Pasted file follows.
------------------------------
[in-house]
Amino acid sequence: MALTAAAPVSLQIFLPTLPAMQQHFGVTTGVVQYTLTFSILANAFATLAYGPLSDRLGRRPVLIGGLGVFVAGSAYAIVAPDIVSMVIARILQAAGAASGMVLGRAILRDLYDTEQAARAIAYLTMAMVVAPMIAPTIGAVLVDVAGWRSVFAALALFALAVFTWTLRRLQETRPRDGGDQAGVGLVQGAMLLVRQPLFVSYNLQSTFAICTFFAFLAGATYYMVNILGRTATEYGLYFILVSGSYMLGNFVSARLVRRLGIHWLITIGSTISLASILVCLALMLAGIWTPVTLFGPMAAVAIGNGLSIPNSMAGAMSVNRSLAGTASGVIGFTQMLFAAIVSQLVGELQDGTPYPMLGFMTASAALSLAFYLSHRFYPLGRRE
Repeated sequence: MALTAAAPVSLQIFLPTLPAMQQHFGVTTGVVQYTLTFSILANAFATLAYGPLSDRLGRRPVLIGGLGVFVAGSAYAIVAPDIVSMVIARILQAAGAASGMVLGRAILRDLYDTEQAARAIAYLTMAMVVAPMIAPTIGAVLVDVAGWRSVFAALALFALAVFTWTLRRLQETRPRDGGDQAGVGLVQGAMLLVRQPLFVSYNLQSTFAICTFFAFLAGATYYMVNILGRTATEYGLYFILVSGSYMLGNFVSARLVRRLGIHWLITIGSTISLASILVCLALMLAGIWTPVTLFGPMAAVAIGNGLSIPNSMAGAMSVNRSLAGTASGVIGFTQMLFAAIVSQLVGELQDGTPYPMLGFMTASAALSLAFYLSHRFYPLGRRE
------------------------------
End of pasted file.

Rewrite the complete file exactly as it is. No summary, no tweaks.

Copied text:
[in-house]
Amino acid sequence: MALTAAAPVSLQIFLPTLPAMQQHFGVTTGVVQYTLTFSILANAFATLAYGPLSDRLGRRPVLIGGLGVFVAGSAYAIVAPDIVSMVIARILQAAGAASGMVLGRAILRDLYDTEQAARAIAYLTMAMVVAPMIAPTIGAVLVDVAGWRSVFAALALFALAVFTWTLRRLQETRPRDGGDQAGVGLVQGAMLLVRQPLFVSYNLQSTFAICTFFAFLAGATYYMVNILGRTATEYGLYFILVSGSYMLGNFVSARLVRRLGIHWLITIGSTISLASILVCLALMLAGIWTPVTLFGPMAAVAIGNGLSIPNSMAGAMSVNRSLAGTASGVIGFTQMLFAAIVSQLVGELQDGTPYPMLGFMTASAALSLAFYLSHRFYPLGRRE
Repeated sequence: MALTAAAPVSLQIFLPTLPAMQQHFGVTTGVVQYTLTFSILANAFATLAYGPLSDRLGRRPVLIGGLGVFVAGSAYAIVAPDIVSMVIARILQAAGAASGMVLGRAILRDLYDTEQAARAIAYLTMAMVVAPMIAPTIGAVLVDVAGWRSVFAALALFALAVFTWTLRRLQETRPRDGGDQAGVGLVQGAMLLVRQPLFVSYNLQSTFAICTFFAFLAGATYYMVNILGRTATEYGLYFILVSGSYMLGNFVSARLVRRLGIHWLITIGSTISLASILVCLALMLAGIWTPVTLFGPMAAVAIGNGLSIPNSMAGAMSVNRSLAGTASGVIGFTQMLFAAIVSQLVGELQDGTPYPMLGFMTASAALSLAFYLSHRFYPLGRRE